What is a Weighted Decision Matrix?
A Weighted Decision Matrix is a decision making tool used when there are several options to choose between. A scoring system is employed in which the factors involved in the decision are weighted so that their importance to one another is relative. Each option is then given a score against each factor and a total score is reached that will indicate what decision should be taken. For example, it can be used in business to decide between different software solutions or at home to help a family decide where to go on holiday.
In the second example, different holiday destinations are the options to be considered. Factors to score the destinations include cost and things to do. You can see this outlined in the pictured example where cost has been heavily weighted and things to do, not so much.
Using a tool such as this matrix gives confidence in a thought through, considered approach to decision making. It can also be used to easily illustrate your thinking process to others when a decision needs to be justified. It is also easy to adjust a matrix should factors or options change to keep everything up to date.
The unique aspect of a decision matrix that makes it so useful is the weighting that has to be applied to the factors. This is not easy and requires a lot of thought and negotiation if completed with others depending on how difficult or important the decision is. Cost, for example would have a low weighting if you happen to be a millionaire, but would be much more heavily weighted if you’re not lucky enough to be rich.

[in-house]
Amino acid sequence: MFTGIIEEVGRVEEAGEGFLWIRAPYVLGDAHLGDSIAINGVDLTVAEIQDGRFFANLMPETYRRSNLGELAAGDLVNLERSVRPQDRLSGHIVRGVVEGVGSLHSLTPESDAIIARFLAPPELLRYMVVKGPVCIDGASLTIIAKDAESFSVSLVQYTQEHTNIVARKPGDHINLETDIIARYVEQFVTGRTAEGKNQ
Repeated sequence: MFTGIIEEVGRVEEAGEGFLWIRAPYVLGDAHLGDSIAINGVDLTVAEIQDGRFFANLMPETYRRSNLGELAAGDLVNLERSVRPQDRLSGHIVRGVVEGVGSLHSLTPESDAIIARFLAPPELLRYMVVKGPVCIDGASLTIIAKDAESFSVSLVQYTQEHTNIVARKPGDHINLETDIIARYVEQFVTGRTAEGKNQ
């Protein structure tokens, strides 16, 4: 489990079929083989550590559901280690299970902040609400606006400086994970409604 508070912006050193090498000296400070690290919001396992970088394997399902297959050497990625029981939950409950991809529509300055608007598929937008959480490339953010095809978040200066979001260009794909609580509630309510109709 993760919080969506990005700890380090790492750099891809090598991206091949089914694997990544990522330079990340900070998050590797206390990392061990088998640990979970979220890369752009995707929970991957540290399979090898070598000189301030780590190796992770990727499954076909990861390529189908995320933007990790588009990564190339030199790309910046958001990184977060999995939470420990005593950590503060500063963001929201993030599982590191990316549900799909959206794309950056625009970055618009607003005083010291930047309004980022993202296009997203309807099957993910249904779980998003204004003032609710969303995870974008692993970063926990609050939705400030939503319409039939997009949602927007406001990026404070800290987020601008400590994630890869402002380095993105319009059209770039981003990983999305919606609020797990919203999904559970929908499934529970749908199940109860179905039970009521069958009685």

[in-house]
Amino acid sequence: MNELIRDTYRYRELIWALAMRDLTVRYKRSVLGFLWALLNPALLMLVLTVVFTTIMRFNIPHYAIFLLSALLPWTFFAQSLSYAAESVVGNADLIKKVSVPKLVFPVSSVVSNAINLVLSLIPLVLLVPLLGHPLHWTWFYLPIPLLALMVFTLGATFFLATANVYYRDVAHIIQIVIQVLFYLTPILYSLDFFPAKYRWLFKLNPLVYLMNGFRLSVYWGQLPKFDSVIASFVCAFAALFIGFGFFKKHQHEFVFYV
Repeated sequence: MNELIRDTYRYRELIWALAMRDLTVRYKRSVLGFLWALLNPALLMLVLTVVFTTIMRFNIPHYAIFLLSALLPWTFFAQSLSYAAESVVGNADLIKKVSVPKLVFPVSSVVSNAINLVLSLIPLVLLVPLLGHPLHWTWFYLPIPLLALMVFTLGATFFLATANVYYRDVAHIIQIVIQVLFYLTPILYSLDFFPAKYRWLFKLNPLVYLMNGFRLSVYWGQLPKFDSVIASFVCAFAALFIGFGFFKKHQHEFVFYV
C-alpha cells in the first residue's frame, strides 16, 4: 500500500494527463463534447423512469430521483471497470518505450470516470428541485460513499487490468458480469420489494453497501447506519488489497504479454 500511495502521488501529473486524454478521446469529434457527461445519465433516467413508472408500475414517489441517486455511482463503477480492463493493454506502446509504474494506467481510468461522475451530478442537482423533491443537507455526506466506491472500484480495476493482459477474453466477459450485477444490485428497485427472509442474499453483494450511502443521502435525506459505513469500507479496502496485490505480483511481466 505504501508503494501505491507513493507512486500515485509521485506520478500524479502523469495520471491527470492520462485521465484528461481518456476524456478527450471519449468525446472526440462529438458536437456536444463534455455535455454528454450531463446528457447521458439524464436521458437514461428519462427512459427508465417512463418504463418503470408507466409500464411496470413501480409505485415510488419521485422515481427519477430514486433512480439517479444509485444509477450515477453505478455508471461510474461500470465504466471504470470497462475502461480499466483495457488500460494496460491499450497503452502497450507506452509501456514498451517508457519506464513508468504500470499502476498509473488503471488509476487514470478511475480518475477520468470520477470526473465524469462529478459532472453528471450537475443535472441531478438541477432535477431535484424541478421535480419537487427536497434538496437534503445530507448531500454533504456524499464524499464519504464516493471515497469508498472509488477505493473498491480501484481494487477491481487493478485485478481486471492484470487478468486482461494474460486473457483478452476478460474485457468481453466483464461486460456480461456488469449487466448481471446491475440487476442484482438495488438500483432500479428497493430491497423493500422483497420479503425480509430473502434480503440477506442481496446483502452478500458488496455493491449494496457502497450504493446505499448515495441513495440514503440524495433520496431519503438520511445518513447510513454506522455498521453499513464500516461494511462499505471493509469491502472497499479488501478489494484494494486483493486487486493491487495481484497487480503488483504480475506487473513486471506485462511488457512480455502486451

In theory, you could use the decision matrix to score as many different options as you like. That would be time consuming and it is best used to make the final decision from a short list of options. With many options, you may find that you don’t spend an equal amount of time scoring each option and your predetermined prejudices are more likely to come into play.
Factors can also become a very long list and time must be spent choosing differentiated one’s which avoid overlapping. It’s best to weight the factors before beginning the scoring so as to overcome the natural bias we all have to spend less time on the things we ‘know’ are less important. In practice, this bias will exist and it is impossible to ignore it completely. Being aware of it is helpful however.
A weighted decision matrix works best when every factor carries a different weighting. Try to force yourself to give one factor slightly more or less weight even if you find it really hard to differentiate between them. After all, if every factor is equally important, then there is no need to weight them at all.